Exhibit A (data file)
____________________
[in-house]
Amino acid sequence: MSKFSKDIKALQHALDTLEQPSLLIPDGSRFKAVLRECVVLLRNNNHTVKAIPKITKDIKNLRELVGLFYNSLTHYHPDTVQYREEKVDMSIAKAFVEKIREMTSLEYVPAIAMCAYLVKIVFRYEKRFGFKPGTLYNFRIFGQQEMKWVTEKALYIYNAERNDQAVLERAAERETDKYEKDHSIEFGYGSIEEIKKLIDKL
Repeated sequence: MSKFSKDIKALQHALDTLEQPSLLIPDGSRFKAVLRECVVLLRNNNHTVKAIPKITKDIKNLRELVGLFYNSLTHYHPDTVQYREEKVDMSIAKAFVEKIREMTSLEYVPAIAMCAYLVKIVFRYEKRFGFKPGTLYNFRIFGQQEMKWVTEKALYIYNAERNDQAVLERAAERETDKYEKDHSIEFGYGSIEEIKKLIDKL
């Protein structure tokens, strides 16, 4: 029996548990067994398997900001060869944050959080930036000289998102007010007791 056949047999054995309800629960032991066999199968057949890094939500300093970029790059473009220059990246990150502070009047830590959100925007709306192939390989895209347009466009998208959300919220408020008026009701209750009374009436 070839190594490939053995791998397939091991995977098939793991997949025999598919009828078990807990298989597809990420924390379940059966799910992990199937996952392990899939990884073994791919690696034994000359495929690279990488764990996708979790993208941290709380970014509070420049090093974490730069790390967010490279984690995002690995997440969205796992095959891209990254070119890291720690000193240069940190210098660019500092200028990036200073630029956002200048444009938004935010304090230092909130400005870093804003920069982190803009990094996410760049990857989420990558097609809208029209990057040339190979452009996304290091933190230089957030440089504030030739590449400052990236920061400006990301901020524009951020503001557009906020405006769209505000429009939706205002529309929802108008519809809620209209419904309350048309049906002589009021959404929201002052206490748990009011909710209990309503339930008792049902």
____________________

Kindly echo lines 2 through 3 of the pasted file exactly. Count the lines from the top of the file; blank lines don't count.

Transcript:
Amino acid sequence: MSKFSKDIKALQHALDTLEQPSLLIPDGSRFKAVLRECVVLLRNNNHTVKAIPKITKDIKNLRELVGLFYNSLTHYHPDTVQYREEKVDMSIAKAFVEKIREMTSLEYVPAIAMCAYLVKIVFRYEKRFGFKPGTLYNFRIFGQQEMKWVTEKALYIYNAERNDQAVLERAAERETDKYEKDHSIEFGYGSIEEIKKLIDKL
Repeated sequence: MSKFSKDIKALQHALDTLEQPSLLIPDGSRFKAVLRECVVLLRNNNHTVKAIPKITKDIKNLRELVGLFYNSLTHYHPDTVQYREEKVDMSIAKAFVEKIREMTSLEYVPAIAMCAYLVKIVFRYEKRFGFKPGTLYNFRIFGQQEMKWVTEKALYIYNAERNDQAVLERAAERETDKYEKDHSIEFGYGSIEEIKKLIDKL